With the tramway up and running and the roads and plots laid out, Camps Bay under Cape Marine Suburbs seemed set to become the centre of a property boom.
After the Jameson raid and the South African War, refugees from the Traansvaal flocked to Cape Town. Buildings were erected and land was bought, but the war ended and the refugees returned to the Traansvaal. Property sales were in the dolrums and those who remained there prefered to live close to their work. Camps Bay became once more a resort with holiday bungalows for summer residents.
The Wernich farmhouse later became the holiday home of British Governors, including Lord Charles Somerset.
By the late 1920s Camps Bay was in the doldrums, few houses had been sold and the syndicate involved in planning the suburb had gone insolvent. Isidore Cohen had the vision to see that Camps Bay could become more than just a summer place with tents and bungalows. He realized that the city, hemmed in by mountains and sea, had to develop outwards, particularly along the Atlantic Seaboard. Camps Bay was then a sandy waste, covered by bush and blasted by the South-East and North-West winds. But, it nestled beneath the soaring grandeur of the Twelve Apostles and was one of the loveliest spots in the Cape Peninsula.
Everything was done to make the township desirable, roads were put in place by the company and it was made very easy to acquire a house in the suburb, where everything would be done for you; including building, water and electricity. You would also not have to layout the money or pay a deposit, instead a monthly sum which would be considerably less than rent would be paid and in 10 – 15 years the house would be yours.
Soon it was only the foolish who regarded Camps Bay as a windswept waste and with conditions such as these to tempt prospective home owners, Cohens confidence in the suburb was fully justified and Camps Bay became the In Place. Roads zigzagged up the mountainsides, houses sprang up. People were living there, and not only for six weeks in summer. With the availability of motor transport and good roads, Cape Town was near and accessible, both for shopping and work. And after work there was the beautiful coastline fringed by Mr. Farquars palm trees where the family could go and relax. A haven to live in !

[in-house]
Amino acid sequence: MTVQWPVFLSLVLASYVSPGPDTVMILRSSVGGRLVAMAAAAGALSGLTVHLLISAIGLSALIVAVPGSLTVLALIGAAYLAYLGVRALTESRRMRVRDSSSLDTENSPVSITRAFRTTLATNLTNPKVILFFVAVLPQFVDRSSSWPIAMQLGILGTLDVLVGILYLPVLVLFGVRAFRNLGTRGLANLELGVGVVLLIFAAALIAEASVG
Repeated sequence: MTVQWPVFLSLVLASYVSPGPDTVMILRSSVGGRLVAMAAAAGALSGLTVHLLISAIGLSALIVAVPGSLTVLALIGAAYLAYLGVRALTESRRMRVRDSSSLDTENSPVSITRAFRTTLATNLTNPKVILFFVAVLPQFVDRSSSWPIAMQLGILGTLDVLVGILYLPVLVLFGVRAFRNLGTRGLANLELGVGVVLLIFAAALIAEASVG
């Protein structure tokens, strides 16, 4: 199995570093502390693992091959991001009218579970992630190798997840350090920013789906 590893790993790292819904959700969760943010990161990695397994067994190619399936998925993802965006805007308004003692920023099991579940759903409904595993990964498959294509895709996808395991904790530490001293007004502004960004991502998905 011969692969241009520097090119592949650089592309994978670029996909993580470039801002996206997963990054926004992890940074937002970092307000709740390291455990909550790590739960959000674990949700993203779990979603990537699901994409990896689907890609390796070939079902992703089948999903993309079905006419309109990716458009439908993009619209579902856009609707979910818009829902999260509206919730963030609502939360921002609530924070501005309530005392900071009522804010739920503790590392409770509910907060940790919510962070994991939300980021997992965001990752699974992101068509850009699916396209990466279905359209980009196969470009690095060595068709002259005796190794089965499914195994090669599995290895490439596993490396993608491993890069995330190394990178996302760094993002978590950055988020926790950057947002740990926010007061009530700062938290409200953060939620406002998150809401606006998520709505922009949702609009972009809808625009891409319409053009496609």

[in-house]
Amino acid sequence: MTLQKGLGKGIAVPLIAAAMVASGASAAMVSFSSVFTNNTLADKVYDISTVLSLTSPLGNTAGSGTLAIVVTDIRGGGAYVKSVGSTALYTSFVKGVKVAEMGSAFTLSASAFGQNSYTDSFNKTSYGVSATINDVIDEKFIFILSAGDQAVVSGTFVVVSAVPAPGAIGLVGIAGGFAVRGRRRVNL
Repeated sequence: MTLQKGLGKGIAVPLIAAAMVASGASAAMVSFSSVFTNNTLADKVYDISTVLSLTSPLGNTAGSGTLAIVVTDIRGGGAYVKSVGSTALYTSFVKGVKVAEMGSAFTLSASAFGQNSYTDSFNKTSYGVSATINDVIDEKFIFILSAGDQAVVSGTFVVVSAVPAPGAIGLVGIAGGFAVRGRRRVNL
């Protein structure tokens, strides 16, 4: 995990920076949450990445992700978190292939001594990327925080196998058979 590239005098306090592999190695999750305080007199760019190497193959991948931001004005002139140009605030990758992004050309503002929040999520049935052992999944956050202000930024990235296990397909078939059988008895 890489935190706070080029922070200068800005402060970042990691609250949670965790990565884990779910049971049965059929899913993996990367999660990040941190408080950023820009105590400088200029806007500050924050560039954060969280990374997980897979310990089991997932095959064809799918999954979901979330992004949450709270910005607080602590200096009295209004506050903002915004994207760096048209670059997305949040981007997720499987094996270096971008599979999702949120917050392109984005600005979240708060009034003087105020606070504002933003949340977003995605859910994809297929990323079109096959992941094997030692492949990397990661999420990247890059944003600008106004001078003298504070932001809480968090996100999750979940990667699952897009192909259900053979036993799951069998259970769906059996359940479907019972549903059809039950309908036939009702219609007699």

The Battle Begins
When the home owners learnt that the council had granted approval for a seven storey block of flats, on the site of the Marine Hotel, the Camps Bay residents were up in arms.
With the possibility of Camps Bay becoming like a Sea Point or Durban, the Ratepayers organised a meeting and they turned out en masse. As a result of the meeting no homes or beachfront property may be developed over three storeys in Camps Bay.
As a result of the meeting no homes or beachfront property may be developed over three storeys in Camps Bay.
Exhilirated by their victory a committee was set up and ensures that future developments will not spoil the natural beauty of the suburbs unique seafront.